Although the LSU EDGE is usually the one to torment tight ends, they occasionally get revenge. In the tape studied, there were times when Ojulari simply didn’t see the tight end before they chip-blocked him into the dirt. To his credit, he would swiftly bounce up and try to make a play, but that doesn’t have to be the case.

    This isn’t truly a big deal, and he improved upon it last year, but the LSU EDGE is commonly the last defensive lineman to move off the snap. To be fair, he’s usually the furthest from the ball, but his snap anticipation is lacking. On stunts, Ojulari needs to quicken his process. His initial cut back inside is rapid, but he then takes too many steps to penetrate upfield, allowing guards/centers to reset.

    Current Draft Projection for LSU EDGE BJ Ojulari

    There’s a lot to like about Ojulari. His upside is tantalizing, stemming from his impressive athletic and long build. Rushing the passer with speed is his specialty. But unless he wants to get taken out of NFL games on early downs where runs are more prominent, he needs to bulk up.

    Currently, Ojulari is all finesse around the arc. You can succeed at the next level in that role, but without an enhanced power element, the LSU EDGE won’t hear his name called until after the first round.

    Ojulari is best as a two-point stance OLB or wide-nine DE, offering him space to operate. He doesn’t offer much versatility beyond that due to his limited play strength.

    Ojulari has a wide array of pass-rush moves. He comes with a plan and executes it. But right now, I worry he will struggle to adjust to the NFL — as his brother did coming out of Georgia to begin his career with the Giants.

    Nevertheless, I would’ve taken Ojulari off the board at the back end of Day 2 after his true freshman season. Now, Round 2 seems more realistic, with Round 1 not being out of the question. If he complements his speed and finesse with increased power from an NFL weight program, he can vastly supersede his draft slot within a couple of years.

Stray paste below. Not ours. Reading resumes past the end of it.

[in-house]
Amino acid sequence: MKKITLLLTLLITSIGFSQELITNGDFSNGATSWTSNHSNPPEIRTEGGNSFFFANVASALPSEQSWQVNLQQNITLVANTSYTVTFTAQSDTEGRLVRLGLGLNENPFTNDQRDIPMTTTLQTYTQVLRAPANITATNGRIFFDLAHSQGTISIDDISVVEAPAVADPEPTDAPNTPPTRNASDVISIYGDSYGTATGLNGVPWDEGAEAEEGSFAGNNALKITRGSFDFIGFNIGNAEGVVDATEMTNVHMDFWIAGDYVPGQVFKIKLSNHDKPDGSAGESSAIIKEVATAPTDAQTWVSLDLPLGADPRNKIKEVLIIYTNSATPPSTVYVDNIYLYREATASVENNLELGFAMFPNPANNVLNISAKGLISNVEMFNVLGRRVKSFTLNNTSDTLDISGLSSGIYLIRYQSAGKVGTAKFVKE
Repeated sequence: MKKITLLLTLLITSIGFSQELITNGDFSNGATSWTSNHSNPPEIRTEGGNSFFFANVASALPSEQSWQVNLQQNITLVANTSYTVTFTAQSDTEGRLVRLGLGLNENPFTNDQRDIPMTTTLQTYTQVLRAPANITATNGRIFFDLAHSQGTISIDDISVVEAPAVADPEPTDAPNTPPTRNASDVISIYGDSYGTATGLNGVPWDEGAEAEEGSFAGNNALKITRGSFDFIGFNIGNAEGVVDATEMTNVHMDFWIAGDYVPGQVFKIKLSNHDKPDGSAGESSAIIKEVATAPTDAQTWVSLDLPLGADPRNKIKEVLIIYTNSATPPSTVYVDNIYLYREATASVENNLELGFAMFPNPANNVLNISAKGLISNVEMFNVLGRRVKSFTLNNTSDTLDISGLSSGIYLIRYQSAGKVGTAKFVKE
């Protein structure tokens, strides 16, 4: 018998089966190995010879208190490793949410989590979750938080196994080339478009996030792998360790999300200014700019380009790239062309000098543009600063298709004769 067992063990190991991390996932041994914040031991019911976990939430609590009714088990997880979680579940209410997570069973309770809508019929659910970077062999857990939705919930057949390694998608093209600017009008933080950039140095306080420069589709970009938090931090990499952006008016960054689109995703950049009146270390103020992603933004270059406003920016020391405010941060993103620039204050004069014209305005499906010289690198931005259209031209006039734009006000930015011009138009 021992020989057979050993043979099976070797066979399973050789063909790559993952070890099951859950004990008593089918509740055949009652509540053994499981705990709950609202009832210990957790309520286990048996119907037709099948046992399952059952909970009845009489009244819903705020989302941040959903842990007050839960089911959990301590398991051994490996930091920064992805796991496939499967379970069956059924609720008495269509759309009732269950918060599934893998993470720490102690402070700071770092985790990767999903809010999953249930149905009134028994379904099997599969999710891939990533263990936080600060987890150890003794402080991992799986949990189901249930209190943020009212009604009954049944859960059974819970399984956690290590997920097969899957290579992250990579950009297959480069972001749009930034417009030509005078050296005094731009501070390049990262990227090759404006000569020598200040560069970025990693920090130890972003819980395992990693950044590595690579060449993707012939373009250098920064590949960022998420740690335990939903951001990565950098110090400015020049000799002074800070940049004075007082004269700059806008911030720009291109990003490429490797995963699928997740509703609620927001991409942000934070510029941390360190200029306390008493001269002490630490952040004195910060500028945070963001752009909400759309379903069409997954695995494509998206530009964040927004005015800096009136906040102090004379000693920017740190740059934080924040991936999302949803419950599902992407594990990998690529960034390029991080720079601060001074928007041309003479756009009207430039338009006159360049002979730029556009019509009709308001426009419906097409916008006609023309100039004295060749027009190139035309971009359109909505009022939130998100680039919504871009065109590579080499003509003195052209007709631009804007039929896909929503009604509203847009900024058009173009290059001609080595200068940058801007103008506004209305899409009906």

Tony Pauline’s Scouting Report for BJ Ojulari

    Strengths: Athletic pass rusher who was a menacing force on LSU’s defense. Outstanding pass rusher who displays terrific hand technique and plays with excellent pad level. Comes off the edge with balance, body control, and speed. Easily changes direction or immediately alters his angle of attack and plays with a nasty attitude.

    Agile, rarely off his feet, and fast-moving in any direction. Slides down the line of scrimmage to make plays against the run. Fast laterally, displays ability in pursuit, and runs down ball handlers from the back side. Gets out into space to make plays against opponents. Causes fumbles and creates opportunities.

    Weaknesses: Lacks overall strength and gets out-positioned by larger opponents. Handled by tight ends. Primarily used up the field and wasn’t asked to make plays in reverse.

    Overall: Ojulari has been a terrific defender for LSU the past two years and has shown a lot of progress in his game. He’s a multipurpose front-seven defender who can rush the passer as well as make plays in pursuit. Ojulari comes with tremendous upside but needs to improve his playing strength. However, he will offer immediate impact as a 3-4 OLB or as a one-gap DE.